[FOM] A question on fields
Joe Shipman
JoeShipman at aol.com
Mon Aug 5 16:59:09 EDT 2013
Correction – I shouldn't have said the axioms for ordered fields, just the axioms for fields are enough. If you take away the axiom that polynomials of degree 2 have roots, leaving in the axioms for odd primes, then you need to add the order relation and its axioms so that you can get a complete axiomatization of real closed fields by adding the axiom that positive elements have square roots.
-- JS
Sent from my iPhone
On Aug 5, 2013, at 1:57 AM, Joe Shipman <JoeShipman at aol.com> wrote:
This is easy, pick a prime p greater than d and adjoin algebraic numbers to the field starting with Q and using an enumeration of all algebraic numbers whose degree over Q is not a multiple of p. At each stage you have a finite extension whose degree over q is not a multiple of p, and whose Galois group over Q contains no elements of order p, so none of the algebraic numbers whose degree is a multiple of p will ever get in.
I already published a nonredundant axiomatization for algebraically closed fields in my 2007 Math. Intelligencer paper "Improving the Fundamental Theorem of Algebra"--take the conjunction of the axioms for ordered fields, and an axiom for each prime p saying that polynomials of degree p have roots. Adding any axiom settling the characteristic of the field gives the complete theory for algebraically closed fields of that characteristic; adding an axiom for each prime p that p is not the characteristic gives the complete theory for characteristic 0.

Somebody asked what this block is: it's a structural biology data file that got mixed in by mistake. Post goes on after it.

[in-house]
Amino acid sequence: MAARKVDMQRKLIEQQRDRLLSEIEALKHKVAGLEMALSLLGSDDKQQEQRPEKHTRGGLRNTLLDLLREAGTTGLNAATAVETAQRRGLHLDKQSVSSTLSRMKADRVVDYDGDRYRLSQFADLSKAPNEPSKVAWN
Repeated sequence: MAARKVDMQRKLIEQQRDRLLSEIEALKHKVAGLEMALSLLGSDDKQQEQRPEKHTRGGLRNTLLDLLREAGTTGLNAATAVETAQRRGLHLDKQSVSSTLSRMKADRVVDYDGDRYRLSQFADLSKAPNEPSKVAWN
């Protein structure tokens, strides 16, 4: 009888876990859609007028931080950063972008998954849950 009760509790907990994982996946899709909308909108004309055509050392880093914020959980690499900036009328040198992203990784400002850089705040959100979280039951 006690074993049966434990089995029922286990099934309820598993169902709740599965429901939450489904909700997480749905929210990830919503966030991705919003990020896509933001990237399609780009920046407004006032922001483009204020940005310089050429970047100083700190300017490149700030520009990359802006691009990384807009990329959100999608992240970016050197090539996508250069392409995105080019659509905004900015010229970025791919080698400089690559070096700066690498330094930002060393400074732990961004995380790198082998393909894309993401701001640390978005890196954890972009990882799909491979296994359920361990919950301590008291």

-- JS
Sent from my iPhone
On Aug 4, 2013, at 12:11 PM, SHASHI SRIVASTAVA <smohan53 at gmail.com> wrote:
How does one prove the following?
For every $d \geq 2$, there is a field $K$ such that every polynomial in $K[X]$ of degree $\leq d$ has a root in $K$ but $K$ is not algebraically closed.
This will imply that the theory of algebraically closed fields is not finitely axiomatizable, which is my main interest.
Shashi M. Srivastava
Indian Statistical Institute
Kolkata
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